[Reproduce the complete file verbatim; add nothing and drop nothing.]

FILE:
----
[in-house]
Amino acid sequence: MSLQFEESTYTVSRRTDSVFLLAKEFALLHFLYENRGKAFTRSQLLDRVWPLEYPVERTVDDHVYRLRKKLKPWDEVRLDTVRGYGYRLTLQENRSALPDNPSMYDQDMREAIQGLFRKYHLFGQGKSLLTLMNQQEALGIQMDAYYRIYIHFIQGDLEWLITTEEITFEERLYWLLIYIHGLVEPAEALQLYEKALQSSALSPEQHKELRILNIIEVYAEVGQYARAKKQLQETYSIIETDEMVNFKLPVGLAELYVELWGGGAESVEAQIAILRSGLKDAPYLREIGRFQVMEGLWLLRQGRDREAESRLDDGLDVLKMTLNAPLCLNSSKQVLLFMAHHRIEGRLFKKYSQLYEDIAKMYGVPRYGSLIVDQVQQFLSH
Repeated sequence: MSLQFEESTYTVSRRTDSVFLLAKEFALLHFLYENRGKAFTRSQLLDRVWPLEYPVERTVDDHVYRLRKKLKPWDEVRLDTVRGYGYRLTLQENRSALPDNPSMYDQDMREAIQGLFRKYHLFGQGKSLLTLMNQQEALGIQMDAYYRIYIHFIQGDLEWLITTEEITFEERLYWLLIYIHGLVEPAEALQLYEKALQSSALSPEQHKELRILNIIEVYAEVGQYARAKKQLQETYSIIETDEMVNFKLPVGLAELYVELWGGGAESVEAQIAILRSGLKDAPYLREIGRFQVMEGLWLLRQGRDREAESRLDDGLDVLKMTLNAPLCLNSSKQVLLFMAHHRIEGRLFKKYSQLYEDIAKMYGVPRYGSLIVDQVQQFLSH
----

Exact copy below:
[in-house]
Amino acid sequence: MSLQFEESTYTVSRRTDSVFLLAKEFALLHFLYENRGKAFTRSQLLDRVWPLEYPVERTVDDHVYRLRKKLKPWDEVRLDTVRGYGYRLTLQENRSALPDNPSMYDQDMREAIQGLFRKYHLFGQGKSLLTLMNQQEALGIQMDAYYRIYIHFIQGDLEWLITTEEITFEERLYWLLIYIHGLVEPAEALQLYEKALQSSALSPEQHKELRILNIIEVYAEVGQYARAKKQLQETYSIIETDEMVNFKLPVGLAELYVELWGGGAESVEAQIAILRSGLKDAPYLREIGRFQVMEGLWLLRQGRDREAESRLDDGLDVLKMTLNAPLCLNSSKQVLLFMAHHRIEGRLFKKYSQLYEDIAKMYGVPRYGSLIVDQVQQFLSH
Repeated sequence: MSLQFEESTYTVSRRTDSVFLLAKEFALLHFLYENRGKAFTRSQLLDRVWPLEYPVERTVDDHVYRLRKKLKPWDEVRLDTVRGYGYRLTLQENRSALPDNPSMYDQDMREAIQGLFRKYHLFGQGKSLLTLMNQQEALGIQMDAYYRIYIHFIQGDLEWLITTEEITFEERLYWLLIYIHGLVEPAEALQLYEKALQSSALSPEQHKELRILNIIEVYAEVGQYARAKKQLQETYSIIETDEMVNFKLPVGLAELYVELWGGGAESVEAQIAILRSGLKDAPYLREIGRFQVMEGLWLLRQGRDREAESRLDDGLDVLKMTLNAPLCLNSSKQVLLFMAHHRIEGRLFKKYSQLYEDIAKMYGVPRYGSLIVDQVQQFLSH